US Dashes Hopes for Quick NAFTA Deal Amid 'Gaping' Differences

Canadian Prime Minister Justin Trudeau speaks in the Air Force One Pavilion at the Ronald Reagan Presidential Library in Simi Valley

A New NAFTA Deal Doesn't Seem Close, Despite Deadline

Until last Friday, Mexican officials thought they had come to a compromise with their American counterparts on a key part of Nafta as they neared agreement on rules that would raise the share of an automobile's content that has to be made in the region to qualify for zero tariffs, and rules governing the minimum wages of those working on autos, according to a Mexican government official with knowledge of the talks.

Likewise, November's mid-term legislative elections are also bearing down in the United States, leaving lawmakers in the majority Republican party with little bandwidth to absorb a deal as they fight to hold on to power.

Politico says divisions among negotiators from the U.S., Mexico, and Canada on hard issues are driving a stake through the heart of President Donald Trump's goal of signing a new agreement into law this year.

Speaking at an event organised by the Economic Club of New York, Trudeau on Thursday said the three countries are close to strike a renegotiated NAFTA and there is "a good deal on the table" right now, Xinhua news agency reported.

It rebuffed an effort from Prime Minister Justin Trudeau, Foreign Affairs Minister Chrystia Freeland, and several high-ranking staffers who were in the USA on Thursday urging a quick deal.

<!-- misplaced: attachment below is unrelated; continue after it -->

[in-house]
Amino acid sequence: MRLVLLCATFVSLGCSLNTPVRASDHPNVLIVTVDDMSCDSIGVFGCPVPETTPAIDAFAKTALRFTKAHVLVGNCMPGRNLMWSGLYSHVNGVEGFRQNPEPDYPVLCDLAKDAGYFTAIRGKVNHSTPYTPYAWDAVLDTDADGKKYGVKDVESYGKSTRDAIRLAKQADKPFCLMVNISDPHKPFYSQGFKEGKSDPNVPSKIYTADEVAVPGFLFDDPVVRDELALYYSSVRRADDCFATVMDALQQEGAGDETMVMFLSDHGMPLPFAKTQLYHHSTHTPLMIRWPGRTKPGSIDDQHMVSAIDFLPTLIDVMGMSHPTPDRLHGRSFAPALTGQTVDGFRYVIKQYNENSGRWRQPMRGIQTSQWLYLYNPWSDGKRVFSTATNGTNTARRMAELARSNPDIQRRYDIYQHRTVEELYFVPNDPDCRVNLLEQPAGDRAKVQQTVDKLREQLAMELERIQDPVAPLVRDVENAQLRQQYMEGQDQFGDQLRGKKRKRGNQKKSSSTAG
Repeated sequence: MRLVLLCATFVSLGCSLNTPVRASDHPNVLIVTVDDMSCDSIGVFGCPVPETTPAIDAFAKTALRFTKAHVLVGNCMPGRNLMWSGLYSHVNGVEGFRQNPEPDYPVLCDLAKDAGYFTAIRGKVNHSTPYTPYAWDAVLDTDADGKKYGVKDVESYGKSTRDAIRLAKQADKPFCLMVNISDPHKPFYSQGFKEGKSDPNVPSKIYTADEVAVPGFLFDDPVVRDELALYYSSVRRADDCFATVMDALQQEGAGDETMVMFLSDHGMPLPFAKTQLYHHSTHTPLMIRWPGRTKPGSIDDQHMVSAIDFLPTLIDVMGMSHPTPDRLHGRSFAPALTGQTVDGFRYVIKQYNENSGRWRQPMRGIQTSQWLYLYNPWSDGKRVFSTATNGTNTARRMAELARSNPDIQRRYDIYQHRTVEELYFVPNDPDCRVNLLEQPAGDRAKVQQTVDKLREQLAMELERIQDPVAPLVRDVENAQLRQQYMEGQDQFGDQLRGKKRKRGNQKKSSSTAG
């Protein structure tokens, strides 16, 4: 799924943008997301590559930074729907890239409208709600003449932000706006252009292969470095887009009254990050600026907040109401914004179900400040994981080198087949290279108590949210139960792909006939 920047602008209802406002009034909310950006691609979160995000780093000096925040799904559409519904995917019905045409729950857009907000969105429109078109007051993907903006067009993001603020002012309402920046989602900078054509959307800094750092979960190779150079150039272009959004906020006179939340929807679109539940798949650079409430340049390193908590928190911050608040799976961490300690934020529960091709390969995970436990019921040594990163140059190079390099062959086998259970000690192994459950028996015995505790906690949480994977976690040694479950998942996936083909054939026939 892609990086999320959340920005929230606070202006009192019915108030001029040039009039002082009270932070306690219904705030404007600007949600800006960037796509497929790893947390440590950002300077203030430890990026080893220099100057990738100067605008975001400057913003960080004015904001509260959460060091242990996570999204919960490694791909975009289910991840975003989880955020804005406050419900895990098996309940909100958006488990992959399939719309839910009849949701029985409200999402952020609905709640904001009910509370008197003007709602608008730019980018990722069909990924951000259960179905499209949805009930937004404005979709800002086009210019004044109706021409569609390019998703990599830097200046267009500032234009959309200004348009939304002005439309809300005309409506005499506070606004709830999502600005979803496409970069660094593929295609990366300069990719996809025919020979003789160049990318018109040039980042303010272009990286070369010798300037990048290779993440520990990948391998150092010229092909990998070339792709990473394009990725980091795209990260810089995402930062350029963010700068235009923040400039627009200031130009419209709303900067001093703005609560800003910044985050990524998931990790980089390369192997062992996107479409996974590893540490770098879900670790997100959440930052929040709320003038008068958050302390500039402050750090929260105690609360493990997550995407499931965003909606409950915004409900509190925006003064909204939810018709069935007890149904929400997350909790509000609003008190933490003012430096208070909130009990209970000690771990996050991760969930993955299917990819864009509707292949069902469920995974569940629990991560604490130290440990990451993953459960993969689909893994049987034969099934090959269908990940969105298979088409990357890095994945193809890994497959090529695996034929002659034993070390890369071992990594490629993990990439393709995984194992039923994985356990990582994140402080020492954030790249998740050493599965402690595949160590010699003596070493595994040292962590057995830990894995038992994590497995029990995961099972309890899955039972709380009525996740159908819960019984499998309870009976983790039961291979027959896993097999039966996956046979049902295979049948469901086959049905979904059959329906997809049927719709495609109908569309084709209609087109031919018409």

Mexico's economy minister said a deal could be reached later this month, but left hope negotiations could still take place after the country's presidential election July 1.

"We are close to a deal", the prime minister said in NY.

Canada and Mexico expressed continued resistance Thursday to the USA proposal for a so-called sunset clause that would kill NAFTA after five years unless all parties agree to extend it. Trudeau said the idea is still a sticking point, while Guajardo said it was out of the question. "We didn't get there last week, but we will keep trying to achieve it".

Trudeau drew another public contradiction Thursday - this one from Mexico.

Trudeau used an example created to appeal to a certain former real-estate developer who is now the USA president; he compared the termination clause to building a skyscraper on a parcel of land you might lose in five years.

Mexican and Canadian officials on Thursday appeared to brush off the passage of an informal deadline set by the US Congress to reach a deal on revamping a continent-wide trade pact.

Speaker Paul RyanPaul Davis RyanDem rep to launch discharge petition to force net neutrality vote in House GOP leaders huddle with discharge petition backers, opponents Trade experts, lawmakers say NAFTA deal within reach MORE said Thursday that while he needed the NAFTA deal on Capitol Hill soon there may be a few weeks of "wiggle room" for a deal to be considered by the current Congress.

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